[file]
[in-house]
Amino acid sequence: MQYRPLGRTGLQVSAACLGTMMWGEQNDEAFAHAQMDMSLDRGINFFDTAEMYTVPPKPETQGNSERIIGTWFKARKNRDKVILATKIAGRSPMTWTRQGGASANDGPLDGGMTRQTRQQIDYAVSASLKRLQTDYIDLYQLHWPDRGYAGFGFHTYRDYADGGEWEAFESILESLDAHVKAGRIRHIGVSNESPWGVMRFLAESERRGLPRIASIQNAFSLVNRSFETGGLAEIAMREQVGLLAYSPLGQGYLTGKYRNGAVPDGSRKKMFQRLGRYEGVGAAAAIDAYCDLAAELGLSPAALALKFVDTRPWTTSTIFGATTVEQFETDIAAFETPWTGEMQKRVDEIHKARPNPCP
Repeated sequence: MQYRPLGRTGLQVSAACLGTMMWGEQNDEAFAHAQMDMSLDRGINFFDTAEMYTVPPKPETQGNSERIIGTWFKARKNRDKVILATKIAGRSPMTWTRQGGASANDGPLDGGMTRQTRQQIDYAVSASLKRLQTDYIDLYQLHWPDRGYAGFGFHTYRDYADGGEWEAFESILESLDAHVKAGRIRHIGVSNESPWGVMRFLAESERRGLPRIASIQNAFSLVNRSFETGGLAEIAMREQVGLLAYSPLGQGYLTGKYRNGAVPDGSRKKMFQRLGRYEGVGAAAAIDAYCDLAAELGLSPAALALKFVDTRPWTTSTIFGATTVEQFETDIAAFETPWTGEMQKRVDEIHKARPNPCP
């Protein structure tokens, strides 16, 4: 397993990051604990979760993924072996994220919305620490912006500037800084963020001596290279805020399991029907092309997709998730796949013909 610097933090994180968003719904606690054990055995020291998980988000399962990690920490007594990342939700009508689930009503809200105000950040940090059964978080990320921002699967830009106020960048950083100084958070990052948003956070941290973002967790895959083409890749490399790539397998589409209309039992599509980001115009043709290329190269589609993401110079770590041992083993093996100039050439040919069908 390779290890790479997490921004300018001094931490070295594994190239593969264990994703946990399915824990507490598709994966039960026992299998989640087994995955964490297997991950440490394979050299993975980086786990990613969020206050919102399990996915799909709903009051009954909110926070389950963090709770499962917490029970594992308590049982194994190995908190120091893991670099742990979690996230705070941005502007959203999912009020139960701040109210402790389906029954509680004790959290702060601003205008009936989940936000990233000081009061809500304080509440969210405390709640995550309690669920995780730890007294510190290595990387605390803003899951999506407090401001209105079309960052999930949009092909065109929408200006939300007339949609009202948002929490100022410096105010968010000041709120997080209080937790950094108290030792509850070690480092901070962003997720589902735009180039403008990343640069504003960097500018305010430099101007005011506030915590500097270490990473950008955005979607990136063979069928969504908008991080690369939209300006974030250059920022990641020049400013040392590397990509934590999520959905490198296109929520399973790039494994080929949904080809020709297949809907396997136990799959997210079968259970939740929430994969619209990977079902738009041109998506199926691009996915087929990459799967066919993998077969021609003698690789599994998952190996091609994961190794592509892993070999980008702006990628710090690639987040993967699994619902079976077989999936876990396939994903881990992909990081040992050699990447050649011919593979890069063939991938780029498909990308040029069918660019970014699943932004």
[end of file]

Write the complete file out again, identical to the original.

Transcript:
[in-house]
Amino acid sequence: MQYRPLGRTGLQVSAACLGTMMWGEQNDEAFAHAQMDMSLDRGINFFDTAEMYTVPPKPETQGNSERIIGTWFKARKNRDKVILATKIAGRSPMTWTRQGGASANDGPLDGGMTRQTRQQIDYAVSASLKRLQTDYIDLYQLHWPDRGYAGFGFHTYRDYADGGEWEAFESILESLDAHVKAGRIRHIGVSNESPWGVMRFLAESERRGLPRIASIQNAFSLVNRSFETGGLAEIAMREQVGLLAYSPLGQGYLTGKYRNGAVPDGSRKKMFQRLGRYEGVGAAAAIDAYCDLAAELGLSPAALALKFVDTRPWTTSTIFGATTVEQFETDIAAFETPWTGEMQKRVDEIHKARPNPCP
Repeated sequence: MQYRPLGRTGLQVSAACLGTMMWGEQNDEAFAHAQMDMSLDRGINFFDTAEMYTVPPKPETQGNSERIIGTWFKARKNRDKVILATKIAGRSPMTWTRQGGASANDGPLDGGMTRQTRQQIDYAVSASLKRLQTDYIDLYQLHWPDRGYAGFGFHTYRDYADGGEWEAFESILESLDAHVKAGRIRHIGVSNESPWGVMRFLAESERRGLPRIASIQNAFSLVNRSFETGGLAEIAMREQVGLLAYSPLGQGYLTGKYRNGAVPDGSRKKMFQRLGRYEGVGAAAAIDAYCDLAAELGLSPAALALKFVDTRPWTTSTIFGATTVEQFETDIAAFETPWTGEMQKRVDEIHKARPNPCP
């Protein structure tokens, strides 16, 4: 397993990051604990979760993924072996994220919305620490912006500037800084963020001596290279805020399991029907092309997709998730796949013909 610097933090994180968003719904606690054990055995020291998980988000399962990690920490007594990342939700009508689930009503809200105000950040940090059964978080990320921002699967830009106020960048950083100084958070990052948003956070941290973002967790895959083409890749490399790539397998589409209309039992599509980001115009043709290329190269589609993401110079770590041992083993093996100039050439040919069908 390779290890790479997490921004300018001094931490070295594994190239593969264990994703946990399915824990507490598709994966039960026992299998989640087994995955964490297997991950440490394979050299993975980086786990990613969020206050919102399990996915799909709903009051009954909110926070389950963090709770499962917490029970594992308590049982194994190995908190120091893991670099742990979690996230705070941005502007959203999912009020139960701040109210402790389906029954509680004790959290702060601003205008009936989940936000990233000081009061809500304080509440969210405390709640995550309690669920995780730890007294510190290595990387605390803003899951999506407090401001209105079309960052999930949009092909065109929408200006939300007339949609009202948002929490100022410096105010968010000041709120997080209080937790950094108290030792509850070690480092901070962003997720589902735009180039403008990343640069504003960097500018305010430099101007005011506030915590500097270490990473950008955005979607990136063979069928969504908008991080690369939209300006974030250059920022990641020049400013040392590397990509934590999520959905490198296109929520399973790039494994080929949904080809020709297949809907396997136990799959997210079968259970939740929430994969619209990977079902738009041109998506199926691009996915087929990459799967066919993998077969021609003698690789599994998952190996091609994961190794592509892993070999980008702006990628710090690639987040993967699994619902079976077989999936876990396939994903881990992909990081040992050699990447050649011919593979890069063939991938780029498909990308040029069918660019970014699943932004």